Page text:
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Deficiency in adipocyte chemokine receptor CXCR4 exacerbates obesity and compromises thermoregulatory responses of brown adipose tissue in a mouse model of diet-induced obesity.

Authors: Yao, Longbiao  Heuser-Baker, Janet  Herlea-Pana, Oana  Zhang, Nan  Szweda, Luke I  Griffin, Timothy M  Barlic-Dicen, Jana 
Citation: Yao L, etal., FASEB J. 2014 Oct;28(10):4534-50. doi: 10.1096/fj.14-249797. Epub 2014 Jul 11.
Pubmed: (View Article at PubMed) PMID:25016030
DOI: Full-text: DOI:10.1096/fj.14-249797

The chemokine receptor CXCR4 is expressed on adipocytes and macrophages in adipose tissue, but its role in this tissue remains unknown. We evaluated whether deficiency in either adipocyte or myeloid leukocyte CXCR4 affects body weight (BW) and adiposity in a mouse model of high-fat-diet (HFD)-induced obesity. We found that ablation of adipocyte, but not myeloid leukocyte, CXCR4 exacerbated obesity. The HFD-fed adipocyte-specific CXCR4-knockout (AdCXCR4ko) mice, compared to wild-type C57BL/6 control mice, had increased BW (average: 52.0 g vs. 35.5 g), adiposity (average: 49.3 vs. 21.0% of total BW), and inflammatory leukocyte content in white adipose tissue (WAT), despite comparable food intake. As previously reported, HFD feeding increased uncoupling protein 1 (UCP1) expression (fold increase: 3.5) in brown adipose tissue (BAT) of the C57BL/6 control mice. However, no HFD-induced increase in UCP1 expression was observed in the AdCXCR4ko mice, which were cold sensitive. Thus, our study suggests that adipocyte CXCR4 limits development of obesity by preventing excessive inflammatory cell recruitment into WAT and by supporting thermogenic activity of BAT. Since CXCR4 is conserved between mouse and human, the newfound role of CXCR4 in mouse adipose tissue may parallel the role of this chemokine receptor in human adipose tissue.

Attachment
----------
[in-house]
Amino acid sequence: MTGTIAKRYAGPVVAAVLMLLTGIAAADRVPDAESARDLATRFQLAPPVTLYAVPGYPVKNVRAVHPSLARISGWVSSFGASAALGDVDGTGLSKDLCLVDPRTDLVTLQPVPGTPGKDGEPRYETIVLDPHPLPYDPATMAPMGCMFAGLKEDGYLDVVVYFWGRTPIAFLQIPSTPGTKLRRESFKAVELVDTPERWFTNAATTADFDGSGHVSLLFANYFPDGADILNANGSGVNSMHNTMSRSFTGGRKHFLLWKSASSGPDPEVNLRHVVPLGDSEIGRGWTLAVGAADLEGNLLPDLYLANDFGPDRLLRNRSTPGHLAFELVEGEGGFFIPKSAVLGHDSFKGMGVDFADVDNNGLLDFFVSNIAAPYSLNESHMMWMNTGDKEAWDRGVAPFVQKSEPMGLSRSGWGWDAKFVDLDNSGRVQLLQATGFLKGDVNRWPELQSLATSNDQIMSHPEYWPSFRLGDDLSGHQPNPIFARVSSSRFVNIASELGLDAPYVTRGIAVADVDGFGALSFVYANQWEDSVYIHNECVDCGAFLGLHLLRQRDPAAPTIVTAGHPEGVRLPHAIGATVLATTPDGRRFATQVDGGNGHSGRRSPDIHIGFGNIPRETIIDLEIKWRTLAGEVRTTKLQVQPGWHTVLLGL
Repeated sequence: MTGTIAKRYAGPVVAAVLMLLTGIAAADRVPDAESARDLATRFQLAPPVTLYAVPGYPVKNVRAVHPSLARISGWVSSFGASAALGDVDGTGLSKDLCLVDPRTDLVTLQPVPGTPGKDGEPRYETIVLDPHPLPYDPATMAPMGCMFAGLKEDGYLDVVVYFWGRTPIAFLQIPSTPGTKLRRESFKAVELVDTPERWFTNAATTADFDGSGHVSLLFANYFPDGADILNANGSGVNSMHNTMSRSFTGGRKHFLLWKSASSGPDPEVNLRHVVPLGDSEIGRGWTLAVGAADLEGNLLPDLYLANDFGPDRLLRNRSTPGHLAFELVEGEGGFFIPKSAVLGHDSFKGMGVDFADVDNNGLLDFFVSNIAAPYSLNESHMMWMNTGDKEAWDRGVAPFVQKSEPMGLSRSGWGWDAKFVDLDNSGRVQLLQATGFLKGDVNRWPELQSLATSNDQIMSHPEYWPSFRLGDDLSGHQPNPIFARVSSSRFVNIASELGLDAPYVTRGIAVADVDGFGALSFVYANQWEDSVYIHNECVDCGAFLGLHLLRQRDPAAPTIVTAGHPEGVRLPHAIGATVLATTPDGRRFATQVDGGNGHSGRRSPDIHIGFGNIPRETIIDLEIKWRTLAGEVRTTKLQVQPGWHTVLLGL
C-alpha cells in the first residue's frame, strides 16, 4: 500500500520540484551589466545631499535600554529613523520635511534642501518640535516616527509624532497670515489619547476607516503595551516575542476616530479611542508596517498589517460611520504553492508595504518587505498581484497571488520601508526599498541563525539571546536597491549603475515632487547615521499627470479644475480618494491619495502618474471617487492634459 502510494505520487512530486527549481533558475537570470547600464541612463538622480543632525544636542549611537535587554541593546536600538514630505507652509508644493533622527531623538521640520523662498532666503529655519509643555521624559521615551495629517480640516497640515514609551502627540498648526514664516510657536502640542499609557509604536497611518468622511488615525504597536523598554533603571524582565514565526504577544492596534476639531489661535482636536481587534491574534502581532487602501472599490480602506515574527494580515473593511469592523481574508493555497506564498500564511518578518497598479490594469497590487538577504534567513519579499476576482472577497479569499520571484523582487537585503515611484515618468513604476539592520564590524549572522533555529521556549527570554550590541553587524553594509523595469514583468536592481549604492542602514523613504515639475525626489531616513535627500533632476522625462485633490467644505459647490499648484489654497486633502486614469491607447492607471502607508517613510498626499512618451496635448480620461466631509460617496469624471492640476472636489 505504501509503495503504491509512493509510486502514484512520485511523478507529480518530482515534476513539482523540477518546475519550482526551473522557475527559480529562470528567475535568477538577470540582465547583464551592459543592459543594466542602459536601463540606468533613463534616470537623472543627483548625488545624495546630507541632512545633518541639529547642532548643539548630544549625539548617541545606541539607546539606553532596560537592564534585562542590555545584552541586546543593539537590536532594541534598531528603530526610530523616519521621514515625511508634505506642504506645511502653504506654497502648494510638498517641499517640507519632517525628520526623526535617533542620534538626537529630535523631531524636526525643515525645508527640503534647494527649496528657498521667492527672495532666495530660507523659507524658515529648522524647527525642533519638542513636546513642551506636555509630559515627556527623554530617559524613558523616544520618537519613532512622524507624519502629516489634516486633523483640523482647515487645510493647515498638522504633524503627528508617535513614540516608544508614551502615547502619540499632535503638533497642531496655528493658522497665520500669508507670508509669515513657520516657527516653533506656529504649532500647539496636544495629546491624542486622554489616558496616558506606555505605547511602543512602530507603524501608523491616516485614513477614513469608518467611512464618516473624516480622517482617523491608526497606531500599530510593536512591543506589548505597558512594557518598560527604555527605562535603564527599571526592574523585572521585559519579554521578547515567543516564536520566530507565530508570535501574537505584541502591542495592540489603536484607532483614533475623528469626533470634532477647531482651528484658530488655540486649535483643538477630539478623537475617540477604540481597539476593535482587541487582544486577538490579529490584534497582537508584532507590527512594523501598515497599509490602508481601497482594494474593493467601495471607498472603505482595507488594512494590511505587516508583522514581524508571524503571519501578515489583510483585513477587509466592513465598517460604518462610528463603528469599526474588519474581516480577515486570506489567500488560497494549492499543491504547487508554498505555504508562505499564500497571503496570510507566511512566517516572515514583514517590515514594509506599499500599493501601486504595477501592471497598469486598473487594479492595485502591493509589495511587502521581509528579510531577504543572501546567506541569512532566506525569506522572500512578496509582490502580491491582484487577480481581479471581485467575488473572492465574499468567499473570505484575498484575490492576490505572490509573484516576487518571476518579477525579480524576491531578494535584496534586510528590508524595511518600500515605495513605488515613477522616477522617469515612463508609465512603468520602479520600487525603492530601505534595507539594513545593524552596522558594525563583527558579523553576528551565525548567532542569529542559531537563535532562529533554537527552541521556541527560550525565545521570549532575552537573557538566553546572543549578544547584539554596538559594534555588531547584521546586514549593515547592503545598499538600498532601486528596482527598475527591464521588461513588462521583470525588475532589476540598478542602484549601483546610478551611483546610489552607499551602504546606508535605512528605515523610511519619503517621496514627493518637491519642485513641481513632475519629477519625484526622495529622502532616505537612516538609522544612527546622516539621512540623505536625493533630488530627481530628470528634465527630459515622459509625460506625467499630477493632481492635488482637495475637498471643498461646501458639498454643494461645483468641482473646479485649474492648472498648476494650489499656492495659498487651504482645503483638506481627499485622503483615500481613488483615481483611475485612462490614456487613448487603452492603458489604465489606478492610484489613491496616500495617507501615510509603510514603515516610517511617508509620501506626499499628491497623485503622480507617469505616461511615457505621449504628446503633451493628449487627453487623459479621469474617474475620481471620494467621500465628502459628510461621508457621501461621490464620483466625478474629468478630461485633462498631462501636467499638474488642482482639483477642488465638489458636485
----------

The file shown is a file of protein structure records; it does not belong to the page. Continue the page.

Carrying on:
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RGD Object Information
RGD ID: 13673852
Created: 2018-06-23
Species: All species
Last Modified: 2018-06-23
Status: ACTIVE



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RGD is funded by grant HL64541 from the National Heart, Lung, and Blood Institute on behalf of the NIH.